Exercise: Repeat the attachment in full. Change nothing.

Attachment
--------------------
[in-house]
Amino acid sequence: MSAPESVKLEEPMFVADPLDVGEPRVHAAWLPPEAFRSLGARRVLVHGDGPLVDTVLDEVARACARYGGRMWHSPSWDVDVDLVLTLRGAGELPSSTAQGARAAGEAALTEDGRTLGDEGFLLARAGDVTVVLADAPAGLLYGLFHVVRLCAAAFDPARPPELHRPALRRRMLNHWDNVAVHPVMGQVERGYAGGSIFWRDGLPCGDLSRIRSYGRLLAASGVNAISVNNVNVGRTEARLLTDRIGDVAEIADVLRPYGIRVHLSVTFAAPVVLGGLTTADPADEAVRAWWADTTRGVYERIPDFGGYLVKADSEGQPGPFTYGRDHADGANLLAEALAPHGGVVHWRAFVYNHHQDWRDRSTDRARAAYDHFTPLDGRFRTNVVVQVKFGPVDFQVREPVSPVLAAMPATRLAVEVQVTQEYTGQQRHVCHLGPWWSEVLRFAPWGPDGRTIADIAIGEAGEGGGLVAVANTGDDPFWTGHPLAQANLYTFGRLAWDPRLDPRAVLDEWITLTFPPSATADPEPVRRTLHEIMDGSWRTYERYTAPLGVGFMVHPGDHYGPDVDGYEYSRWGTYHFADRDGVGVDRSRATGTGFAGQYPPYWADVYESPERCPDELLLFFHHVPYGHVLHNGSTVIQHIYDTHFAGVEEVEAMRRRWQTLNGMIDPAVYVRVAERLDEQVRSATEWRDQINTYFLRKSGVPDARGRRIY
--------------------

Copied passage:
[in-house]
Amino acid sequence: MSAPESVKLEEPMFVADPLDVGEPRVHAAWLPPEAFRSLGARRVLVHGDGPLVDTVLDEVARACARYGGRMWHSPSWDVDVDLVLTLRGAGELPSSTAQGARAAGEAALTEDGRTLGDEGFLLARAGDVTVVLADAPAGLLYGLFHVVRLCAAAFDPARPPELHRPALRRRMLNHWDNVAVHPVMGQVERGYAGGSIFWRDGLPCGDLSRIRSYGRLLAASGVNAISVNNVNVGRTEARLLTDRIGDVAEIADVLRPYGIRVHLSVTFAAPVVLGGLTTADPADEAVRAWWADTTRGVYERIPDFGGYLVKADSEGQPGPFTYGRDHADGANLLAEALAPHGGVVHWRAFVYNHHQDWRDRSTDRARAAYDHFTPLDGRFRTNVVVQVKFGPVDFQVREPVSPVLAAMPATRLAVEVQVTQEYTGQQRHVCHLGPWWSEVLRFAPWGPDGRTIADIAIGEAGEGGGLVAVANTGDDPFWTGHPLAQANLYTFGRLAWDPRLDPRAVLDEWITLTFPPSATADPEPVRRTLHEIMDGSWRTYERYTAPLGVGFMVHPGDHYGPDVDGYEYSRWGTYHFADRDGVGVDRSRATGTGFAGQYPPYWADVYESPERCPDELLLFFHHVPYGHVLHNGSTVIQHIYDTHFAGVEEVEAMRRRWQTLNGMIDPAVYVRVAERLDEQVRSATEWRDQINTYFLRKSGVPDARGRRIY